The Barebones Pulaski Axe is a modern version of the legendary Pulaski axe which was invented by Ed Pulaski in 1911 to fight forest wildfires in the United States.

Pulaski created a new kind of axe with a traditional vertical blade on one side and a smaller horizontal blade on the back. This allowed the Pulaski axe to effectively cut down trees and undergrowth whilst also allowing it to be used for digging holes in root-bound or hard soil to create trenches and make fire breaks.

Ed Pulaski later became a nationally celebrated hero after he saved all but 5 of his 45 man crew during the “Great Fire of 1910”, also known as the “Great Idaho Fire” and the “Big Blowup”.

Barebones Pulaski Axe 5

Above Image: This cutaway shows the solid steel core of the axe that connects the axe head with the pommel base.

Pulaski was overseeing his crew 5 miles south of Wallace, Idaho when the fire trapped them in – Pulaski was able to stay calm and led the men to abandoned prospector’s mine that he remembered being in the area. Once they were all inside he told the men in no uncertain terms he would shoot anyone who tried to run for it – knowing that panic may set in and cause men to run out into a certain fiery death.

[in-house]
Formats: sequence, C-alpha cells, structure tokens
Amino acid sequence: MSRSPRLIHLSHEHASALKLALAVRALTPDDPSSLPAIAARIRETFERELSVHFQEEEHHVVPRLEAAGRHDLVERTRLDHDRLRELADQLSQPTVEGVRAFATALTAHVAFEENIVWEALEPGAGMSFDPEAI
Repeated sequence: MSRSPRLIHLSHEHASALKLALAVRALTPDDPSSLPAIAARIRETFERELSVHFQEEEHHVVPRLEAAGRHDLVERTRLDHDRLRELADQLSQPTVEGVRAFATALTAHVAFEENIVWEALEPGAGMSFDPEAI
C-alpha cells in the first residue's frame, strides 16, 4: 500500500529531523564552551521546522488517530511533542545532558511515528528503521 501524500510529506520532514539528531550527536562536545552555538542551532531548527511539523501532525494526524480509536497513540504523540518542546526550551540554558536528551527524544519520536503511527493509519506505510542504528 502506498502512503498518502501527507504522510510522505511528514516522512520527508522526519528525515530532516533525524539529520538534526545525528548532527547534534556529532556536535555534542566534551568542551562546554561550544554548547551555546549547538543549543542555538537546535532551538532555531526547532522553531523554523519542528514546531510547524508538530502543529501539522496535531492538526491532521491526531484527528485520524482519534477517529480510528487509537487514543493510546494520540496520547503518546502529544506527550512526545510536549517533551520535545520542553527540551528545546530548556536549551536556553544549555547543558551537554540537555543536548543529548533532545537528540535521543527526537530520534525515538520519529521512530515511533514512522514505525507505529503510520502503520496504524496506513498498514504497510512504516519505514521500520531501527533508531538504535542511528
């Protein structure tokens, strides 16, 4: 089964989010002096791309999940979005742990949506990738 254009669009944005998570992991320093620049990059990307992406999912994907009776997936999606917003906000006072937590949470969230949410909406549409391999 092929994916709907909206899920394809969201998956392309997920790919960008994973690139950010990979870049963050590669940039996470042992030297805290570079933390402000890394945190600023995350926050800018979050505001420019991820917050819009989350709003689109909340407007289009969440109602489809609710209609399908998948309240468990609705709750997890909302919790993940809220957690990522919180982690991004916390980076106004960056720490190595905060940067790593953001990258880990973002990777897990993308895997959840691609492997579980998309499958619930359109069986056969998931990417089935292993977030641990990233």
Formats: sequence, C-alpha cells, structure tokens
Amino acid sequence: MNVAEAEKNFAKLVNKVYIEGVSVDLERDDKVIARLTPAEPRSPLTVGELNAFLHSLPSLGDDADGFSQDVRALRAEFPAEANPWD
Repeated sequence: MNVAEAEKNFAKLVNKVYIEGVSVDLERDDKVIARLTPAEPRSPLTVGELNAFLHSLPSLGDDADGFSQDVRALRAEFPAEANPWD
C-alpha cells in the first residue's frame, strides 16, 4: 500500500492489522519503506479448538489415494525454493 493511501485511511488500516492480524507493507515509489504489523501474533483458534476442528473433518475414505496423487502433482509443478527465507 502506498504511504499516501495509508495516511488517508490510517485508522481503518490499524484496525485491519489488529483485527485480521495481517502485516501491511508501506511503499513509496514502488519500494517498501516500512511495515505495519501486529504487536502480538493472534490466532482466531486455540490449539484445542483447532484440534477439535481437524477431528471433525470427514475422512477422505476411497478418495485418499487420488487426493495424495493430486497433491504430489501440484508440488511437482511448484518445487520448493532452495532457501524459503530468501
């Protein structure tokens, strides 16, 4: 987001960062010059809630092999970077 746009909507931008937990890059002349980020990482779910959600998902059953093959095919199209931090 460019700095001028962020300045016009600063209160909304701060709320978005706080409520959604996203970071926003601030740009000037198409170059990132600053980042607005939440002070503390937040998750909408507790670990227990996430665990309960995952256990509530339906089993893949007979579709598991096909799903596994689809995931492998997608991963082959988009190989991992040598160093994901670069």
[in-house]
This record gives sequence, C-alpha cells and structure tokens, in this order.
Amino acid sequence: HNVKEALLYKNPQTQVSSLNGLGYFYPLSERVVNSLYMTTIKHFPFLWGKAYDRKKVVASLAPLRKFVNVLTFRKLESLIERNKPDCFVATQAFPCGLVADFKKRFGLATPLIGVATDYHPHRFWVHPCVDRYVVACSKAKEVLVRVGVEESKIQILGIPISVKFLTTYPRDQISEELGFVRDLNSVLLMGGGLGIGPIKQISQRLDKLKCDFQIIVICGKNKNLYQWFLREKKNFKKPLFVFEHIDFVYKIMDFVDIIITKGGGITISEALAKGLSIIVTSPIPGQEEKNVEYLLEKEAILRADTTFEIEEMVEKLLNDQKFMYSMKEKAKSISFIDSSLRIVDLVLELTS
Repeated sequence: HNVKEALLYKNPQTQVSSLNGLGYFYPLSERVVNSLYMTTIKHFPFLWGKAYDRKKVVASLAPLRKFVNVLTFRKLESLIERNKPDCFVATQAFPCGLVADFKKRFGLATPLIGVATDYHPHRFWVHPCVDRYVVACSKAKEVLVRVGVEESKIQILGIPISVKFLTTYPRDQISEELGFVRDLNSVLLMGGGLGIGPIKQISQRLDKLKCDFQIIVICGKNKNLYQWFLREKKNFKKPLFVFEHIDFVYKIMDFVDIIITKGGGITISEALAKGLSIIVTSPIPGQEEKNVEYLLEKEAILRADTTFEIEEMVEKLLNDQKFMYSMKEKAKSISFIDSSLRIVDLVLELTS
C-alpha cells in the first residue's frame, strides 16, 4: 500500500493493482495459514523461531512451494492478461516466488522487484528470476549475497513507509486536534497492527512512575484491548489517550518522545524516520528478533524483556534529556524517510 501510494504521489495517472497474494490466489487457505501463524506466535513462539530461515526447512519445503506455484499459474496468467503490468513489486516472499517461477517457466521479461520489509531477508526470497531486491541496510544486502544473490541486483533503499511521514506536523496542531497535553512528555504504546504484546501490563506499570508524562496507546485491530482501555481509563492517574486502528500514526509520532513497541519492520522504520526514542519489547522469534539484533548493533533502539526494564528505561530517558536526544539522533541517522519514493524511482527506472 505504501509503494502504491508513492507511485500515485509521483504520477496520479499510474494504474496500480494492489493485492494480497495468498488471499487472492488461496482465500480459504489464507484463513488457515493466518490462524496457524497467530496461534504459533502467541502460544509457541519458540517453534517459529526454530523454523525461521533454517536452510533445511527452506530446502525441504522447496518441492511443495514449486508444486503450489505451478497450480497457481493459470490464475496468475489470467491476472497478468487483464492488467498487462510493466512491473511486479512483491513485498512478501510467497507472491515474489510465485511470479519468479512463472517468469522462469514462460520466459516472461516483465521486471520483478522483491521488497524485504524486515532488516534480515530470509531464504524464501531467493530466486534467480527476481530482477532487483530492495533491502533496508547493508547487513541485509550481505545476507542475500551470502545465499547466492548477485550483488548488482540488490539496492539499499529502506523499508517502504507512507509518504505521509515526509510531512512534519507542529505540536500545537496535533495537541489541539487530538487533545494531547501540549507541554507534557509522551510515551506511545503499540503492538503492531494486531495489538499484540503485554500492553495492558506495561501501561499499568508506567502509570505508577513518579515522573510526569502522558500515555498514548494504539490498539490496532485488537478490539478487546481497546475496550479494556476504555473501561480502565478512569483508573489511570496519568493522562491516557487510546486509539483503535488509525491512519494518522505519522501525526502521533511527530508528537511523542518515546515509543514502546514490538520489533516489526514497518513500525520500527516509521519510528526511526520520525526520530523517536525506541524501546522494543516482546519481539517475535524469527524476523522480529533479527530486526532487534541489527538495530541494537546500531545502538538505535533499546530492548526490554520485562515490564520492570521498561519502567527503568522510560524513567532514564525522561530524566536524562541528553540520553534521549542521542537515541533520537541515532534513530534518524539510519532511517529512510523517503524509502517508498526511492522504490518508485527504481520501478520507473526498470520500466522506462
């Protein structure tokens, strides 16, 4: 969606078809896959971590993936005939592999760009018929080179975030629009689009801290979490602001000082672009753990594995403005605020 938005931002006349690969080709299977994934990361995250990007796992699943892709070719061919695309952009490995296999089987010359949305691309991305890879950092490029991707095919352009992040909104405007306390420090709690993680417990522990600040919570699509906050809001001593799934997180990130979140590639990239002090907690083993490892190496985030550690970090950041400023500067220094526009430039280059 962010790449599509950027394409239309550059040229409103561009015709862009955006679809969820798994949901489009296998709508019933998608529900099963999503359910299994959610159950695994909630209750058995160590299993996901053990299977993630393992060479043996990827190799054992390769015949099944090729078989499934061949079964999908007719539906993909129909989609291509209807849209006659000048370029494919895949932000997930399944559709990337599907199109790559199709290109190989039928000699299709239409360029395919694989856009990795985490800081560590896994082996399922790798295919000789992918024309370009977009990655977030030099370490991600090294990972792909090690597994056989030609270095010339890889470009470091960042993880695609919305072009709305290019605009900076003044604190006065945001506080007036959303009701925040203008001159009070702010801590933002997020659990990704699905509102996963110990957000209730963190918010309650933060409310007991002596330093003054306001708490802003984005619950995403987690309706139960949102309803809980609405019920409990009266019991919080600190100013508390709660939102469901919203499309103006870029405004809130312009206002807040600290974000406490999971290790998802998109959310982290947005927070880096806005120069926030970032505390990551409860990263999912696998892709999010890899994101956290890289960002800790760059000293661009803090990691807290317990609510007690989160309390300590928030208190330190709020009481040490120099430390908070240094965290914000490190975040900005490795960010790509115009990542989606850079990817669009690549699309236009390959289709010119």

Many of the 40 survivors, including Pulaski, suffered lung damage, burns, and eye damage as a result of the fire passing the mine. He spent years fighting for the rights of injured firefighters and became a bit of a national celebrity in his own right. The mine entrance is now known as the “Pulaski Tunnel” and it’s listed on the National Register of Historic Places. The nearby Mount Pulaski, a 5480 ft mountain near Wallace, was also named after him.

The Barebones Pulaski Axe is a modern version of the famous firefighting tool, it has a head made from 3 lbs of hand-sharpened 1055 carbon steel with a rounded blade for chopping and splitting, and a horizontal mattock blade for cutting and grubbing.

The axe has a durable 21 inch Beechwood handle and unusually it has a 1/3” solid steel core that runs through the centre of the wood handle to secure the head with a tightening hex bolt, and it connects the head to the steel pommel in the base which can be used for hammering.

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Ben Branch has had his work featured on CNN, Popular Mechanics, the official Smithsonian Magazine, Road & Track Magazine, the official Pinterest blog, the official eBay Motors blog, BuzzFeed, and many more.

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